Why is this interesting? - The Post Rock Edition
On music, New England, and new scenes
|Noah Brier||Dec 17, 2019||6|
Annie Smidt (AS) is an independent graphic designer, artist, antique ephemera dealer, and life-long music nerd. Her band, Rockets burst from the Streetlamps, made many loud swirly noises back in the 90s.
Annie here. The post rock scene is quietly booming (pun intended) in New England and that makes me happy. The mostly instrumental, crescendo-rich, rigorous, and gorgeous sounds are inspiring artists, festivals, and my first real sense of a musical community in twenty-plus years. A cynic might say that this is for lack of corporate or mainstream interest in the genre (with the possible exceptions of Explosions in the Sky who made it relatively “big” after providing a compelling musical theme for the tv show Friday Night Lights, Mogwai, who have persevered for 25 years, and Caspian who have mysteriously attained a deserved larger following). But from my vantage point, I see a scene that genuinely values craftsmanship, supporting each other, and “doing things right”. In short, it’s a creative and ethical bunch, and they’re reviving the passion for music across multiple generations of devotees. It’s bringing back old-fashioned, true indie rock values and community.
Why is this interesting?
In New England, all the clubs I used to play with my band in the 90s are either closed, irretrievably corporatized, or have been fraught with boycott-worthy #metoo scandals. And they haven’t been replaced. For a long while, there was nothing going on around music that really inspired me to leave the house, but the post rock scene has changed that.
Circus Trees at Post Fest 2019
This two-ish decades old, flash- and fashion-free genre is under the radar to most, yet a small cohort has recently up and run with it and is more excited than ever about new and live music. The sounds are subtle and thoughtful. Sometimes gut-wrenchingly loud and physical, sometimes quiet and brooding. Post rock fans don’t usually like the term “post rock” but have nothing better to call it. This dissatisfaction comes from the boundaries a genre name implies when post rock is about an evolution of the usual—pushing artistic boundaries and lauding aural innovation. Fans will stumblingly try to tell you, it’s less a specific sound, and more an ineffable feeling. From the outside, it might appear just the opposite.
At the shows, amongst other stalwarts, you’ll find people like Robert McCarthy. Three of his kids formed the band Circus Trees and they’re doing something unique with their slow, sad songs, powerful vocals, and hard-hitting rhythm section. Also, they’re sisters, between the ages of 14 and 18—but you wouldn’t know that from their sophisticated music. They needed someone to put out their records and book shows at places that would let them play, so Robert founded Five by Two Records to take up the challenge. He brought like-minded bands together from around New England and hooked up with acts on tour who’d complement them nicely. For several years now, he’s been putting on fantastic post rock-ish shows, in somewhat unconventional venues: Art galleries, suburban dive bars, and even the back of a Japanese restaurant in Salem, Massachusetts.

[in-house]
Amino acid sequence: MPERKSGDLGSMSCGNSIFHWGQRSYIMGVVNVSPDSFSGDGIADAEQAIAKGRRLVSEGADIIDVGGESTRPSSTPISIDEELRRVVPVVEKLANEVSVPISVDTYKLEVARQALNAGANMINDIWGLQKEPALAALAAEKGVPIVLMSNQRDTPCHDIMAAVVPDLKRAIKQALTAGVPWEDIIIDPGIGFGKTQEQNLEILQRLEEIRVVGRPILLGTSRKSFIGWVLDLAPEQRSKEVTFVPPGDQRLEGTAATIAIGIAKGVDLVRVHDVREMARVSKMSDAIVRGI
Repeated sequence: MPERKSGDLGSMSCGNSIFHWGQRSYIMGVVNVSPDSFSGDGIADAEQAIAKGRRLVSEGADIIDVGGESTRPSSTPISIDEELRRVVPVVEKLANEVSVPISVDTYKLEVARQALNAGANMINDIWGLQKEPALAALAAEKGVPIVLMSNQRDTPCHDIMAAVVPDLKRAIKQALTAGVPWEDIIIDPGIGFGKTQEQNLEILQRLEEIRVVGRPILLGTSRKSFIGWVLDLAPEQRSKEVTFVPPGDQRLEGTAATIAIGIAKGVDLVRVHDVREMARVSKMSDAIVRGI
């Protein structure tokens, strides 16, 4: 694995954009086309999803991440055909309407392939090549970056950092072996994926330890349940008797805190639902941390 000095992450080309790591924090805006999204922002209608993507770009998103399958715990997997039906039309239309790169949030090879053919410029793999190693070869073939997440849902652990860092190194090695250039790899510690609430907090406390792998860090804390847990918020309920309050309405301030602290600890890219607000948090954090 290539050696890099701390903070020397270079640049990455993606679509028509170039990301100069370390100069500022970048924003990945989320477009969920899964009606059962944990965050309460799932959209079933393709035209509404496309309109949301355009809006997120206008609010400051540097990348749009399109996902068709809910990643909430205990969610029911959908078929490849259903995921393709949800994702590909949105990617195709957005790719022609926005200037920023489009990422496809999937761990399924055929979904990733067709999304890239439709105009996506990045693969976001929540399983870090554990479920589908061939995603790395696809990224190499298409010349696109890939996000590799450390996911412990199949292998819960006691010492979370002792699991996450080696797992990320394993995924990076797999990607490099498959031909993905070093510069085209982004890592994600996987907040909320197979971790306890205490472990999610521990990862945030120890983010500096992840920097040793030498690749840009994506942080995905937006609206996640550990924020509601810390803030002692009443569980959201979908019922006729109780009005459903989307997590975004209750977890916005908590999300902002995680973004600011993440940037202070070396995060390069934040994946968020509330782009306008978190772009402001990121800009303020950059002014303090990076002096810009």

Other superb bands from the area, like Glacier, Girih, Pray for Sound, and Harborlights have become regulars and have built the scene further. Members of Caspian, can often be seen at these shows, supporting the up-and-comers. There is an uncommon lack of competitiveness or cattiness. Bands work with artist friends to create hand screen printed posters and with designer friends to produce expressive record sleeves and t-shirts. People who see each other at multiple shows sometimes even start to talk to each other. (And we don’t do that in Boston!)
To the uninitiated, many post rock bands may seem samey, relying on a quiet-quiet-loud formula and large rafts of effects pedals. But, just like you’ll find when delving deep into the instrumental realms of jazz, classical, or techno, there is nuance. There are the more atmospheric bands, and the ones heavily influenced by metal. The epic, quasi-orchestral types, and those with samples or more pop-tangential rhythms. There are those with vocals and those without. There are the young bands, creating something new out of nothing, and the GenX-ish folks crafting their 80s and 90s love of 4AD records, shoegaze and goth into something un-kitschy and modern. And there is a certain dopamine-exploding intensity to seeing these bands live. They are generally meticulous musicians, but lay everything so bare that you can’t help but be moved by the visceral emotion-smorgasbord. (AS)
CSS Painting of the Day:
This “painting” done in pure CSS by Diana Smith is amazing. Per her Github repo for the project, it’s done in a Flemish baroque style and based on two rules she sets for herself:
All elements must be typed out by hand
Only Atom text editor and Chrome Developer Tools allowed.
Curbed with a great hitlist in Marfa, including the Lost Horse Saloon(CJN)
A plot to spread swine flu (via Weans) (CJN)
An overnight shift in the ER (CJN)
Thanks for reading,
Noah (NRB) & Colin (CJN) & Annie (AS)
PS - Noah here. I’ve started a new company and we are looking for a sr. backend engineer to join the team. If you are one of those or know anyone great, please share. Dinner’s on me at a restaurant of your choice if you help us find someone.
Why is this interesting? is a daily email from Noah Brier & Colin Nagy (and friends!) about interesting things. If you’ve enjoyed this edition, please consider forwarding it to a friend. If you’re reading it for the first time, consider subscribing (it’s free!).